# $a,\ b$, and $c$ vs. $a$, $b$, and $c$

If I want to list three constants a, b, c, it appears that both lines in the following MWE produce the same visual results, at least in the MWE itself and in all the experiments I have conducted:

\documentclass{article}

\begin{document}
$a,\ b$, and $c$

$a$, $b$, and $c$
\end{document}


However, is one more correct than the other? Can it cause issues to use the first one? I know that TeX is at least allowed to break the line at \, unlike in the case where I had just used a simple comma.

(I know I should probably insert a ~ before $c$, but I found that would distract attention from the real question here.)

• By all means, used the second method: The fact that the "words" in the sentence fragment are single-letter variable names doesn't obviate the issue that, syntactically speaking, you're dealing with a sentence. Hence, TeX should be in text mode rather than in math mode to determine the "correct" amount of interword spacing. (By the way, I'm not alone in holding this view: The TeXbook itself also recommends the second method.) – Mico May 19 '15 at 8:45
• The TeXbook covers this issue? Can you be more specific where? – Gaussler May 19 '15 at 8:53
• Check out Chapter 18, "Fine Points of Mathematics Typing," and especially (on p. 161) "1. Punctuation". DEK wrote towards the bottom of that page: "... when typing formulas in the text of a paragraph, keep the math properly segregated: ... [I]f a comma or period or other punctuation mark [Mico adds: or space] belongs linguistically to the sentence rather than to the formula, leave it outside the $'s." – Mico May 19 '15 at 10:00 ## 2 Answers Yes it matters. In the first case the comma is from the math font, and depending on your math setup can be different from the text font. So you should make sure that all commas are either from text or math and not mixed. Which one is better depends on the context, in a normal sentence I would use the text comma. \documentclass{article} \usepackage{newtxmath} %to change the math fonts \usepackage{amsmath} \begin{document}$a,\ b$, and$ca$,$b$, and$ca, b, \text{ and } c$\end{document}  • Very good observation! I've always used the correct method (only because I'm a stickler for semantics), but I've never noticed the effects of different font selection :) – Sean Allred May 19 '15 at 11:45 TeX will not break a line at the “control space”, because it's allowed to break lines in formulas only after binary operators such as + or =. Glue in math mode is not an allowed break point. The spaces in $a,\ b$, and$c$ will be different, because TeX adds a thin space between a punctuation atom (the comma) and an ordinary atom (the ‘b’), independently of any explicit intervening glue (or penalty). So the “correct” way should be $a$,~$b$, and~$c$ The three variables are just names, from a grammatical point of view, so this is no different from Moe, Larry, and~Curly  Whether you should use the Oxford comma or not is up to your personal preference (I wouldn't). Why no tie between Moe, and Larry, but one between $a$, and $b$? Because single variables in a text are much less prominent than a multiletter word, so it's better to help TeX in not letting it add a line break there. I generally recommend to liberally use ~, so maybe Moe,~Larry, and~Curly  would be even better. If TeX is not able to correctly break the paragraph, we can decide whether to remove a tie. What about “for i=1,2,...,n” (that I wrote in obviously wrong way here)? The list of numbers forms a syntactical unit, so it should be for~$i=1,2,\dots,n\$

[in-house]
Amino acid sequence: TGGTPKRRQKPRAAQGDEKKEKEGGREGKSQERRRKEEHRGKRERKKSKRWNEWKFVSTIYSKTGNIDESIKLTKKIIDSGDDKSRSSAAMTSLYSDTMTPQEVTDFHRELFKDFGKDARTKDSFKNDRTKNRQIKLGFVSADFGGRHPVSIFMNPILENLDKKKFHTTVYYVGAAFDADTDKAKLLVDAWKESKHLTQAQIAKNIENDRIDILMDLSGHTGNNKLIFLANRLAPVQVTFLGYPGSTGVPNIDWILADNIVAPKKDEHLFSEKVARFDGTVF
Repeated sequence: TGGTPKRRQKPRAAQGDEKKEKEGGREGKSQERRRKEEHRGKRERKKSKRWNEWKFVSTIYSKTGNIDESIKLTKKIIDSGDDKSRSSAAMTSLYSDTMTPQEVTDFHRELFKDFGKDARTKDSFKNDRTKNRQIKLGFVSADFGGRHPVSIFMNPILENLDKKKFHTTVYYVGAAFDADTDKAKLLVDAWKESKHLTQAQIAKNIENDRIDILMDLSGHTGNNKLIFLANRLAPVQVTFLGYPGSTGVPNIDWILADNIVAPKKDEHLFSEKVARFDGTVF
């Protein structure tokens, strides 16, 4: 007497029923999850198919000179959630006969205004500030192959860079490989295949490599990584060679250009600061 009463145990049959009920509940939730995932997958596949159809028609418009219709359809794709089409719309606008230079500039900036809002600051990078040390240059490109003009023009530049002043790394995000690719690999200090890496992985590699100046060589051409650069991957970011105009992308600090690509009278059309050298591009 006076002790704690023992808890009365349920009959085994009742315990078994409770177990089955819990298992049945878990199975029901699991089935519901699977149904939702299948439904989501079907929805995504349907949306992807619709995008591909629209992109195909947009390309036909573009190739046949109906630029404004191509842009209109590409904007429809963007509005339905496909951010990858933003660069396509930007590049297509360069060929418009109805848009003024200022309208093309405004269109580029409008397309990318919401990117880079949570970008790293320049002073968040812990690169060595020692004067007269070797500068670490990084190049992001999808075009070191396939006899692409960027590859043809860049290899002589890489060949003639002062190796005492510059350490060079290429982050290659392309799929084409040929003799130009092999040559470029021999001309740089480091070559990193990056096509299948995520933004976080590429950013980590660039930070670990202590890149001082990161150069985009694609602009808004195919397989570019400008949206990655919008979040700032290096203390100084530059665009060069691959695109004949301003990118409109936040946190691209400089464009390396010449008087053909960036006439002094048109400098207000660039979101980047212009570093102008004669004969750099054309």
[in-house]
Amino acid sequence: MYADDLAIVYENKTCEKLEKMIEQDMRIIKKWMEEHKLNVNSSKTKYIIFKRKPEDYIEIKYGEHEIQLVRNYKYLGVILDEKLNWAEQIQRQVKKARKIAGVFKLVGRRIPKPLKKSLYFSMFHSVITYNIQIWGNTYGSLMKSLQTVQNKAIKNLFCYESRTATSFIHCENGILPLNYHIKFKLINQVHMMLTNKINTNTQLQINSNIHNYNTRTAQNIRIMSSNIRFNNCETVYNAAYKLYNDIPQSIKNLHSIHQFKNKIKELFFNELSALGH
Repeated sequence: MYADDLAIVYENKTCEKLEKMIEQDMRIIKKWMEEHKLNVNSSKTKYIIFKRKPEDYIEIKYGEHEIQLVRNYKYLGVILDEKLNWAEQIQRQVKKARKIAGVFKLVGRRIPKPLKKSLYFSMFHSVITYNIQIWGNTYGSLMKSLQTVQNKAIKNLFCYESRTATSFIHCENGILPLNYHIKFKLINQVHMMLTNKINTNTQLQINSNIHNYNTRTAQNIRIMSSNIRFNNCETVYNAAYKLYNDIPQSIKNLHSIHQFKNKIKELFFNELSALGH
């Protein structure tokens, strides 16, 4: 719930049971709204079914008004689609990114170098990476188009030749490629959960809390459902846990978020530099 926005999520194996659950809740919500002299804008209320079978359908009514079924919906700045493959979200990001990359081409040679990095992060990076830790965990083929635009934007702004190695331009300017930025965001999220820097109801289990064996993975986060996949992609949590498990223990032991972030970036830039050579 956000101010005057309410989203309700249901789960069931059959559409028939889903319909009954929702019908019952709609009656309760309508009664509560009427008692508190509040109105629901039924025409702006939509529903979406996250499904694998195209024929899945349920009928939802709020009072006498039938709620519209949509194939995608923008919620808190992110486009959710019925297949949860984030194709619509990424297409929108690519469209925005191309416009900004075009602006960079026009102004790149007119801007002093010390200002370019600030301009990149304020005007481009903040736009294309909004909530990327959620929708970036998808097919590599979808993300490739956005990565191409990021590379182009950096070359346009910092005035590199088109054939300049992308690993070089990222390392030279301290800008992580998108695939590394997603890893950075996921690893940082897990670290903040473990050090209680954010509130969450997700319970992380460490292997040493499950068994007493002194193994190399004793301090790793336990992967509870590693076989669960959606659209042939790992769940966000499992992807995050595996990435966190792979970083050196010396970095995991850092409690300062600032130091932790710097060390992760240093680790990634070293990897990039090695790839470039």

Such a choice could be debatable, so I'll stop here.

• Excellent answer!! In the last example you wrote ,\dots,n instead of ,\dotsc,n because we know how the sentence finish (different from ,\dotsc)? – manooooh Oct 1 '18 at 13:57
• @manooooh Because \dots does a look ahead: if it finds a comma, then it's internally translated to \dotsc. – egreg Oct 1 '18 at 14:04